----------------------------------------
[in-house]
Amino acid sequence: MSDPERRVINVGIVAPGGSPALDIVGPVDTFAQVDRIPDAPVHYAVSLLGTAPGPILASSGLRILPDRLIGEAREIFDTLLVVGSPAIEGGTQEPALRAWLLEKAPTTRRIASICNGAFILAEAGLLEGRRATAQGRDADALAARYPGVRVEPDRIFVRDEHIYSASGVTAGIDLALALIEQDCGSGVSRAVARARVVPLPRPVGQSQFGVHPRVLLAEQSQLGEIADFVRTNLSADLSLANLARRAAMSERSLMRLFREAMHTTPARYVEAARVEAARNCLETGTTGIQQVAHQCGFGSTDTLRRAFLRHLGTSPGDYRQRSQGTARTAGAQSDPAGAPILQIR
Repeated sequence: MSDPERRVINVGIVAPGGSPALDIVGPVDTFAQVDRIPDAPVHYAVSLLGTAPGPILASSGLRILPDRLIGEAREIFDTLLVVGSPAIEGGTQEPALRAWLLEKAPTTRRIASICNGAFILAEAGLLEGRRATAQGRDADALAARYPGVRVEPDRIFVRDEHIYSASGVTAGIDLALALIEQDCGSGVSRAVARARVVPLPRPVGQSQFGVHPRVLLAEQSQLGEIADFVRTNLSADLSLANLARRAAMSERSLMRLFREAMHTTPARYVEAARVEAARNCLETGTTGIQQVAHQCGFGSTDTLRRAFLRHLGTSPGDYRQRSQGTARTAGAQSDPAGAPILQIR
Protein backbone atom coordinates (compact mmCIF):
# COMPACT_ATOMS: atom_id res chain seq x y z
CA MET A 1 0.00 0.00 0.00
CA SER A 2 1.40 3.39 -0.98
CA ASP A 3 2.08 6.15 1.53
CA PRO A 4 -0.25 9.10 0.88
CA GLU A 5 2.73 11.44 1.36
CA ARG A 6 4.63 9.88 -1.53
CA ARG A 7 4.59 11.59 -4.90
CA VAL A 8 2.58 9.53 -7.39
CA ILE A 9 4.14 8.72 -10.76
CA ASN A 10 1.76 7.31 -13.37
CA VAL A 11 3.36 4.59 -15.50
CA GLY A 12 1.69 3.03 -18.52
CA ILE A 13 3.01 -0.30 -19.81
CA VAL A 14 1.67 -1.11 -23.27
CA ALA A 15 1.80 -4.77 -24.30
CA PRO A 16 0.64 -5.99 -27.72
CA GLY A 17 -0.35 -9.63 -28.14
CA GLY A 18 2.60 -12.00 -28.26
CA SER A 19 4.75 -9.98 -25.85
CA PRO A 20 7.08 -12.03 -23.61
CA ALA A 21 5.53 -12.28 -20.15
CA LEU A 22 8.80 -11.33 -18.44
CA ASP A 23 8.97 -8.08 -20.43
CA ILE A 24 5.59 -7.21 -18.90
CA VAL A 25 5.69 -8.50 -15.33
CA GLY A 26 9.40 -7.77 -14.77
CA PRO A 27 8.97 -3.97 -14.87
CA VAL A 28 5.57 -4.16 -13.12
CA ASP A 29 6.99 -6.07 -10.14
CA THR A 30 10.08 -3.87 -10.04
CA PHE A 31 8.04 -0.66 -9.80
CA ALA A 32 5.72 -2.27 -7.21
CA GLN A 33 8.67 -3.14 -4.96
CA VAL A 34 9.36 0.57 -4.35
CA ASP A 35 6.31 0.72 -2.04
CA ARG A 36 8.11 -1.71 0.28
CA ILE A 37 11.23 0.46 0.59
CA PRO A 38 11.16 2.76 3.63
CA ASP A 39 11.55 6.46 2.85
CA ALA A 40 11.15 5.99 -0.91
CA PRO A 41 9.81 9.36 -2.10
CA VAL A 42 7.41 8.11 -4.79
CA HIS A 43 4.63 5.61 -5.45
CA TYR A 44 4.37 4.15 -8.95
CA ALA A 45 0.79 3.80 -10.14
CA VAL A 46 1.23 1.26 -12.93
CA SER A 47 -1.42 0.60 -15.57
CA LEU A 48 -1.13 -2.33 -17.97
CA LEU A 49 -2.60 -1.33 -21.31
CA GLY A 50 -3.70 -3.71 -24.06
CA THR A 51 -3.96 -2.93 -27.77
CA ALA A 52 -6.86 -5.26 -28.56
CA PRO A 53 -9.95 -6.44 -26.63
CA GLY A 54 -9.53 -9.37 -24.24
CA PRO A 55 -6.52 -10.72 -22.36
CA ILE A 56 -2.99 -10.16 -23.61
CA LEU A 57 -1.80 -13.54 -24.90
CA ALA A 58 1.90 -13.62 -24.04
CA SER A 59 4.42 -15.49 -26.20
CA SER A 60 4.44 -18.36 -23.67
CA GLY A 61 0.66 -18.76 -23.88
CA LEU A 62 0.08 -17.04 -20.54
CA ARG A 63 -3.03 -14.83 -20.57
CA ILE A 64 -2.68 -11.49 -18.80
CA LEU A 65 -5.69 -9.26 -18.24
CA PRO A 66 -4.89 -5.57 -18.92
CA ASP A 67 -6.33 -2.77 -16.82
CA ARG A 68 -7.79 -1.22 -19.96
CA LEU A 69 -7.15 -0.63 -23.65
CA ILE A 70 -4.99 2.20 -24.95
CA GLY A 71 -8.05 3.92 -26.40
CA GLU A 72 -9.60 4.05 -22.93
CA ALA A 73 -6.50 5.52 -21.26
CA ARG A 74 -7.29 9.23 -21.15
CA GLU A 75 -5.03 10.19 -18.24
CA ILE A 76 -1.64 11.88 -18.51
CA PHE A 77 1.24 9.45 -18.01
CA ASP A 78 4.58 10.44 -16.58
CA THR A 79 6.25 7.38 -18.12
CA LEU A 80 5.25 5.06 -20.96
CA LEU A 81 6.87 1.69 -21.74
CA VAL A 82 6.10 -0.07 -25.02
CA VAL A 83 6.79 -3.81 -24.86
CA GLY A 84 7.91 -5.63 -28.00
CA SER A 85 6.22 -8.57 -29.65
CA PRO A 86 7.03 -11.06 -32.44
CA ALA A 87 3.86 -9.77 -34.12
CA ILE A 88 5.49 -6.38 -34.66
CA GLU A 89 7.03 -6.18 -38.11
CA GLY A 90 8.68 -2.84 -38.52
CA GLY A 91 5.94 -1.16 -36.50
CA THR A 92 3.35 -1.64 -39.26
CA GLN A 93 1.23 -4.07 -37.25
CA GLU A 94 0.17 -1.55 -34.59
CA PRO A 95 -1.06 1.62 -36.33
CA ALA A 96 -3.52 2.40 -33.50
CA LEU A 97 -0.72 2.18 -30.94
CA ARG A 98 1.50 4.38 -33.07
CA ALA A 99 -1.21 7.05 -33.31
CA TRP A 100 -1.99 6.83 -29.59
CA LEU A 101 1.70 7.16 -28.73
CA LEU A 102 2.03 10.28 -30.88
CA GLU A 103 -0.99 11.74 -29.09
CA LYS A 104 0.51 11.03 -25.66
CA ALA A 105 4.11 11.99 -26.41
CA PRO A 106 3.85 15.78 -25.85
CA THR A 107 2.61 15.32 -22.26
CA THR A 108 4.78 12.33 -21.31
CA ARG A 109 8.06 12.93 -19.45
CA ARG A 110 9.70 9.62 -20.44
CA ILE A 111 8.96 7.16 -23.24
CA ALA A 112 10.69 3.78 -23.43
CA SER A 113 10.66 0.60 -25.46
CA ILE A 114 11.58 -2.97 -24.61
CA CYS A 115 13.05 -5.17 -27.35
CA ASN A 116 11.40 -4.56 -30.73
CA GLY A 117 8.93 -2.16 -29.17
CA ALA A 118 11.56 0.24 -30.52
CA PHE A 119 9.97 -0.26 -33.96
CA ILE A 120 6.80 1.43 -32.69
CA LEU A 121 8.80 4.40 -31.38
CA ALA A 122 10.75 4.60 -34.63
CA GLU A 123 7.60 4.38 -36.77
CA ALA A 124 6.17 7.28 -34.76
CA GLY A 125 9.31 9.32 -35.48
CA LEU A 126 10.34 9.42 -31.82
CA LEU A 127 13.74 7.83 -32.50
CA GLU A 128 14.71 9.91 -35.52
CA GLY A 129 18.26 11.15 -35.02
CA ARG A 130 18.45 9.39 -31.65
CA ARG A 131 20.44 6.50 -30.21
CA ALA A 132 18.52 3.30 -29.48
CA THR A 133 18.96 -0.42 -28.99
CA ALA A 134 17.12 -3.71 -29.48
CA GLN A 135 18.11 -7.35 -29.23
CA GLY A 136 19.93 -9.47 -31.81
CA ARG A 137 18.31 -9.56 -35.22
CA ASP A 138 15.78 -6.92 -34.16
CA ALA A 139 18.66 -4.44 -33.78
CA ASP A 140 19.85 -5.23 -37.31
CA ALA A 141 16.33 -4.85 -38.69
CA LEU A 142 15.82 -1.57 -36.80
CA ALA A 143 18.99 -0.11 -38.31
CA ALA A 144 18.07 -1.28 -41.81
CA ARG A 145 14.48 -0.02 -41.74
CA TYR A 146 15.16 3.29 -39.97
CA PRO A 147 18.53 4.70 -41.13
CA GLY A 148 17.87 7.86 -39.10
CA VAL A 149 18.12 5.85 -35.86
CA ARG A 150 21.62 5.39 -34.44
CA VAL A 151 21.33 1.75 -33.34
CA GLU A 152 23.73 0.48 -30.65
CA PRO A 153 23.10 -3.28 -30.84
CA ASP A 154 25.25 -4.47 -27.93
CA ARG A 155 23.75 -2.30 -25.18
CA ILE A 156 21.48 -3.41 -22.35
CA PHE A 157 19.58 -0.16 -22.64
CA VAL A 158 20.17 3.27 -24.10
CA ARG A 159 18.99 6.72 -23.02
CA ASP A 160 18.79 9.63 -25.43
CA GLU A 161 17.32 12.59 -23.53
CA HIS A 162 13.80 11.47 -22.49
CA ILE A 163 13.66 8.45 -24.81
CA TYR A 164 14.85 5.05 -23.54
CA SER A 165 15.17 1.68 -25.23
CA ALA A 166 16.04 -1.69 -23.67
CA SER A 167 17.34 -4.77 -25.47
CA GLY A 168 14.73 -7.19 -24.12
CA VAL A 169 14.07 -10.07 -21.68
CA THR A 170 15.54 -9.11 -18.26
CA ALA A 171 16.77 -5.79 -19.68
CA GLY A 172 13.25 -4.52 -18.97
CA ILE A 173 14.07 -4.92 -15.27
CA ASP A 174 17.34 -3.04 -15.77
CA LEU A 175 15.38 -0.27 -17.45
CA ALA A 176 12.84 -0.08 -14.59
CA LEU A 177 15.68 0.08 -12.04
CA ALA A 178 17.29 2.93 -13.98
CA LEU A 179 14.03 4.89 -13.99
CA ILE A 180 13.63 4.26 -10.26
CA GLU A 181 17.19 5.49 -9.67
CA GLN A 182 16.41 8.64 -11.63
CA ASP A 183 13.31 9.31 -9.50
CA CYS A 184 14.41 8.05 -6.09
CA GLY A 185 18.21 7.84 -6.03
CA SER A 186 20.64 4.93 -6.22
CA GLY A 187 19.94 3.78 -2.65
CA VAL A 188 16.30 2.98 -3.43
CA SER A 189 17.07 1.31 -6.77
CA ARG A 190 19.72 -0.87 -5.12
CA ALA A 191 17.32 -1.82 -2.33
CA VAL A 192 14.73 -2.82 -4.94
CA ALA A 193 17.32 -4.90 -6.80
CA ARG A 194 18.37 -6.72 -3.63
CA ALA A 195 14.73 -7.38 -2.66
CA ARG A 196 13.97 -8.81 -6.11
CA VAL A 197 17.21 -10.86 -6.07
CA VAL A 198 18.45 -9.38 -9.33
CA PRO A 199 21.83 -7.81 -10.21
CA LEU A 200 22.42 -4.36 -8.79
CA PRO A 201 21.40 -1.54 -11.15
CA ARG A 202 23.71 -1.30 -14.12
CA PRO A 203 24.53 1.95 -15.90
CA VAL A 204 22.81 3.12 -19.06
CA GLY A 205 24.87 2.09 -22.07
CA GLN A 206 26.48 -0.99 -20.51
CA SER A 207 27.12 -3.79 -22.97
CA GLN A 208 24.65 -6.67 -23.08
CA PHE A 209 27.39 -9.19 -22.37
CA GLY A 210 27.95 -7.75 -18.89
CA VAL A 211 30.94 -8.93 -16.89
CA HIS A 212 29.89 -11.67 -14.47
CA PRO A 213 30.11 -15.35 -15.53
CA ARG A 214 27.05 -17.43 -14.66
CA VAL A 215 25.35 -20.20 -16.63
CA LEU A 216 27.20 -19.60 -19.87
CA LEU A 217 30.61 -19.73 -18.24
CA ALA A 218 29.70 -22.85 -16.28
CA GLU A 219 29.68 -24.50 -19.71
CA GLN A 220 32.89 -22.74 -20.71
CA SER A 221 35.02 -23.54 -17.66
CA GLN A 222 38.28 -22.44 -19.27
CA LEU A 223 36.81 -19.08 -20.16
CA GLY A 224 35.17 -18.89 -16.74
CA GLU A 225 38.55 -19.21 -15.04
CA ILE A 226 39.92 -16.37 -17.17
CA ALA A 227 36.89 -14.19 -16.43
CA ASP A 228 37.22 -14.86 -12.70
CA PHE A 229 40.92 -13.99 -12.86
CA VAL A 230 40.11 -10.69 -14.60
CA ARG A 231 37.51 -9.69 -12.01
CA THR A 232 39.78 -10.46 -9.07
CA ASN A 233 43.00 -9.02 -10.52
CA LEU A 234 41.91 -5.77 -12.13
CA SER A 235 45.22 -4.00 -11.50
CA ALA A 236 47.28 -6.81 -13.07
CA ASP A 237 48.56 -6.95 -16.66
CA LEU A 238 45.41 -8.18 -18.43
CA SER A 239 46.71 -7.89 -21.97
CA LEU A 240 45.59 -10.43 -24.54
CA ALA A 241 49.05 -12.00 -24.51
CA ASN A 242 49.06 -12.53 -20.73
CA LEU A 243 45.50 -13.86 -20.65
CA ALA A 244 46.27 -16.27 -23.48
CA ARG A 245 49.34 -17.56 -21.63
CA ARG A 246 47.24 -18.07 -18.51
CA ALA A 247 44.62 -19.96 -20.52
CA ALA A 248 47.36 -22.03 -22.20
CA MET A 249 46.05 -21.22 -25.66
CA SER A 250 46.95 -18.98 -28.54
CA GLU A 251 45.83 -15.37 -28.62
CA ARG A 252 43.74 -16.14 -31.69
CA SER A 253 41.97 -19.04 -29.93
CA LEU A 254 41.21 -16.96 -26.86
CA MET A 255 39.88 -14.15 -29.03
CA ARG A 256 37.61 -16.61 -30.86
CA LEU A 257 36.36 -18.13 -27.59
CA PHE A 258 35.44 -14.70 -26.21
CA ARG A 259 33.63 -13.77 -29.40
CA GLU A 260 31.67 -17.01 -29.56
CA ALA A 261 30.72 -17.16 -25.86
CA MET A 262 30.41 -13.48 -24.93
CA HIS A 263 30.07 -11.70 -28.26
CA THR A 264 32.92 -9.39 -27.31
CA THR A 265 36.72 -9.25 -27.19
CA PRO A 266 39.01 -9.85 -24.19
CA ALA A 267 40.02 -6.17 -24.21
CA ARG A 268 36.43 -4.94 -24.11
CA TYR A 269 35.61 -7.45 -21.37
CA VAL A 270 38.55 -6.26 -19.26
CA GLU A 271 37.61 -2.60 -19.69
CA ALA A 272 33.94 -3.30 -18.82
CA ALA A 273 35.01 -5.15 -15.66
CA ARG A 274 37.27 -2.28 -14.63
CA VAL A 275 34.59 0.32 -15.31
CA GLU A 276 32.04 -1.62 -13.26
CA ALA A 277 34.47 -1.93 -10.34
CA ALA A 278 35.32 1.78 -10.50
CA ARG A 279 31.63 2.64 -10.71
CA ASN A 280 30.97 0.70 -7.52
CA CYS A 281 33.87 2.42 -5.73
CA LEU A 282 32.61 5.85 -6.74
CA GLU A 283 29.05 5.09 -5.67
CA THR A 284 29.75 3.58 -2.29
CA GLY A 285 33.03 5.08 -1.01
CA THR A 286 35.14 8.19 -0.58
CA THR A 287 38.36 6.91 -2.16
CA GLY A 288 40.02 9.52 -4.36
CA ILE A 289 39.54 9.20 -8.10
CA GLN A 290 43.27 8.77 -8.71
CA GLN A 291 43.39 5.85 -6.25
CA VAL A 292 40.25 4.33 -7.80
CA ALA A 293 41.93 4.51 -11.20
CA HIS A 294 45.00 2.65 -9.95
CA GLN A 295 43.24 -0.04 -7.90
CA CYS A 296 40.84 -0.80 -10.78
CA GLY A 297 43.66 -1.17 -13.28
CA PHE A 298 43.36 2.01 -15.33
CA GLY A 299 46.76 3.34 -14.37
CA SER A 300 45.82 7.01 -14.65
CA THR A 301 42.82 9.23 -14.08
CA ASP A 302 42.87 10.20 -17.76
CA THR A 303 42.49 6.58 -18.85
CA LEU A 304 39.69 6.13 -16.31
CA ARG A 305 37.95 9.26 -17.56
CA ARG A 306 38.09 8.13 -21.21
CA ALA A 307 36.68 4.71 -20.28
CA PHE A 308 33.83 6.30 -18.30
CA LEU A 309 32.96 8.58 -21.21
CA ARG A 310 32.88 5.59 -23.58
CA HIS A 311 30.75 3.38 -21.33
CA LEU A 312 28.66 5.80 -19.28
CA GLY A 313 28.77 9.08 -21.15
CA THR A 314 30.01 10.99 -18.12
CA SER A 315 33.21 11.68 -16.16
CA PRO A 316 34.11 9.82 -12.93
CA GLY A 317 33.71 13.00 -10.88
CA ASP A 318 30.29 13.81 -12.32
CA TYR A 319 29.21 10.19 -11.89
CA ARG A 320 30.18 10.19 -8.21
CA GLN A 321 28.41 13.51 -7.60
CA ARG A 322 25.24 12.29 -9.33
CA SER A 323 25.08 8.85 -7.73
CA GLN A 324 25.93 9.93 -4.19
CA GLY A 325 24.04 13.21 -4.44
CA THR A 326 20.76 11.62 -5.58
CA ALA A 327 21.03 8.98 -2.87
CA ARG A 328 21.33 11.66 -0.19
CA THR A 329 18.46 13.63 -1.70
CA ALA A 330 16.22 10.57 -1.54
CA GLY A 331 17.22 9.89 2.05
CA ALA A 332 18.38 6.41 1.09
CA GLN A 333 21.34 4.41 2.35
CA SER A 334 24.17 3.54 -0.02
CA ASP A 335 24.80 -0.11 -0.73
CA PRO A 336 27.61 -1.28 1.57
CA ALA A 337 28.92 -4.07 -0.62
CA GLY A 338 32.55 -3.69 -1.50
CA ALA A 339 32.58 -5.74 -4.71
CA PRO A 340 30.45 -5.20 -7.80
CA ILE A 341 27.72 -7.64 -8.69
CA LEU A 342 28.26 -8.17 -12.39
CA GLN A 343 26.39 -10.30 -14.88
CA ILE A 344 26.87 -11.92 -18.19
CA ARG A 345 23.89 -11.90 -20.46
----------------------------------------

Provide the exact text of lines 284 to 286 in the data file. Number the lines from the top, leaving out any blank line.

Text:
CA ARG A 279 31.63 2.64 -10.71
CA ASN A 280 30.97 0.70 -7.52
CA CYS A 281 33.87 2.42 -5.73